Wednesday, June 1, 2011

And That's the End of That Chapter

The one thing about writing that I am constantly debating about is formatting.  Granted, almost all writers have to stick with a tried and true format in order to make sure their message/story gets across clearly to the reader but I believe there is plenty of wiggle room to push the boundaries of the norm and try something different.  Thus, today’s discussion entails the decision on how to format the Agent M series.

                Back in my days as a fan-fiction writer, it was much easier to take liberties with your story since there were a few variables that separated the medium from the published writing world:

1)      Manipulating already established copyright characters
2)      Published on a free to read venue
3)      Little to no moderation of stories

In an essence, the fan-fiction realm of writing is akin to the Wild West days of this wonderful country.  Anything and everything goes.  If you wanted to write about Solid Snake drinking tea with Neo from the Matrix, have at it.  The world was at your disposal and only limited by the facets of your imagination.  Obviously a few major issues presented itself but hell, it’s fan-fiction, not too many people take it seriously anyways.  Some see it as an outlet to take their beloved characters and add onto their already established universe while others are a bit more “expressive” with their motivations and direction.

While I am all for writers getting out there and publishing as much as they possibly can, making a career with fan-fiction is almost impossible.  I certainly did enjoy my time there and wouldn’t mind going back for another round or two just for shits and giggles but not until I’ve got a few original titles under my belt.

One thing I credit towards fan-fiction writing is that it helped me establish a way to format and present a story unlike any other I have seen before.  When you’re writing fan-fiction, normally stories are published on a chapter by chapter basis.  Instead of completing the story outright, authors would put up the next part of their story as soon as they were ready.  This in turn gave me a great I idea.  I began publishing my stories in an episodic format much like a television series.  With every week or so I updated, each chapter was presented as if it were its own story intertwined into the larger one as each piece began to be put into place.  I loved this method and so did my readers.  It allowed them to be richly invested into the story while being taken through the story’s rollercoaster ride.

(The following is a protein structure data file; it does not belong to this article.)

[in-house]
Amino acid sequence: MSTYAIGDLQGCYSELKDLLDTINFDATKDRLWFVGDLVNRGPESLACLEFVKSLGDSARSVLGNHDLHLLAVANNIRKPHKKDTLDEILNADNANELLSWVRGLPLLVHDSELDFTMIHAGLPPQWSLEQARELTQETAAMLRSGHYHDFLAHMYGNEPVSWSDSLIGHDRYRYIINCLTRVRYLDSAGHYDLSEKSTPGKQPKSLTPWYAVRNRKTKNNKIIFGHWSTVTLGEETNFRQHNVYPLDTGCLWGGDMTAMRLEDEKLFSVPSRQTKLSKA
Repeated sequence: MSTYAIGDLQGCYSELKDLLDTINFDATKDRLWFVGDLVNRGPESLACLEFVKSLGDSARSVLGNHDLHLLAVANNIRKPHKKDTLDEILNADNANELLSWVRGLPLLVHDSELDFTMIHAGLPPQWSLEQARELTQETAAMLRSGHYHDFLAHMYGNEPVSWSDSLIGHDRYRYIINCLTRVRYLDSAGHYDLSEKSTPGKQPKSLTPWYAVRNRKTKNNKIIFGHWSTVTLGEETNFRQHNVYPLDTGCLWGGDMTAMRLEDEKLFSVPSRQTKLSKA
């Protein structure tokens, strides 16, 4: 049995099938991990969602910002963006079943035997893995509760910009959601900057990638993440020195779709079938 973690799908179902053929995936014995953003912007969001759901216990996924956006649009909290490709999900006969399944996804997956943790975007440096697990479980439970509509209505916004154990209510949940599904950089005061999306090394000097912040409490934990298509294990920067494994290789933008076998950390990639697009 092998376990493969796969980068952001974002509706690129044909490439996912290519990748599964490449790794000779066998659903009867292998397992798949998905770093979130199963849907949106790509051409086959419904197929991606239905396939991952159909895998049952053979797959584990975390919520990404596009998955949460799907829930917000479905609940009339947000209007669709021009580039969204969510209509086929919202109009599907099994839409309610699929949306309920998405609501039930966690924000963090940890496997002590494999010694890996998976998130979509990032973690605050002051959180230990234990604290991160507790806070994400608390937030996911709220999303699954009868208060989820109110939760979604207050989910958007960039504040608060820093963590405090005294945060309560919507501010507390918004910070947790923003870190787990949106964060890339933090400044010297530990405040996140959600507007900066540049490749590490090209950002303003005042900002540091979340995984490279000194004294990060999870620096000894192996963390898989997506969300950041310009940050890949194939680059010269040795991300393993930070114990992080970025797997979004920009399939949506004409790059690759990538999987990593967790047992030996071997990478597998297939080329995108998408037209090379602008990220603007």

If I were to compare it to anything, it would be the Universal Studio Tour at Universal Studios Hollywood.  The entire ride spans 45 minutes but during your journey you get to visit little segments of individual stories that make up the framework that is Universal Studios.  The entire ride wouldn’t be entertaining without each individual section and each individual section wouldn’t be enough to make up their own ride yet as you pass through each one you get a complete understanding of the story that section was trying to tell.

The main idea I wanted to do with, what I’m calling “Episodic Chapters”, is give the readers substance in each chapter they read.  Some of the novels I’ve read have had 20, 30 or even 40+ chapters.  I couldn’t tell you what happened in chapter 4 or even chapter 34, just a few key points of the book as a whole.  With the Agent M series, I wanted each chapter to matter.  That way, when you’re reading it and wanted to refer to a certain scene in the book, you’ll recall it that much quicker.  In order to create synergy, I opted to have 12 chapters (not including the prologue and epilogue).  Why 12?  Because it provides a nice balance in size and flow.  That and there are 12 numbers on a clock and that’s another cool way of looking at it.

So there we have it.  Thanks to fan-fiction, I was able to learn a wonderful method to present the Agent M series.  If you’re thinking about doing something unique or different with your story, then give fan-fiction a shot.  It’s a very easy medium to get into and the feedback you get is surprisingly beneficial.  Practice a bit and maybe you’ll find something so good that others will want to copy it.  After all, people only copy what’s good.


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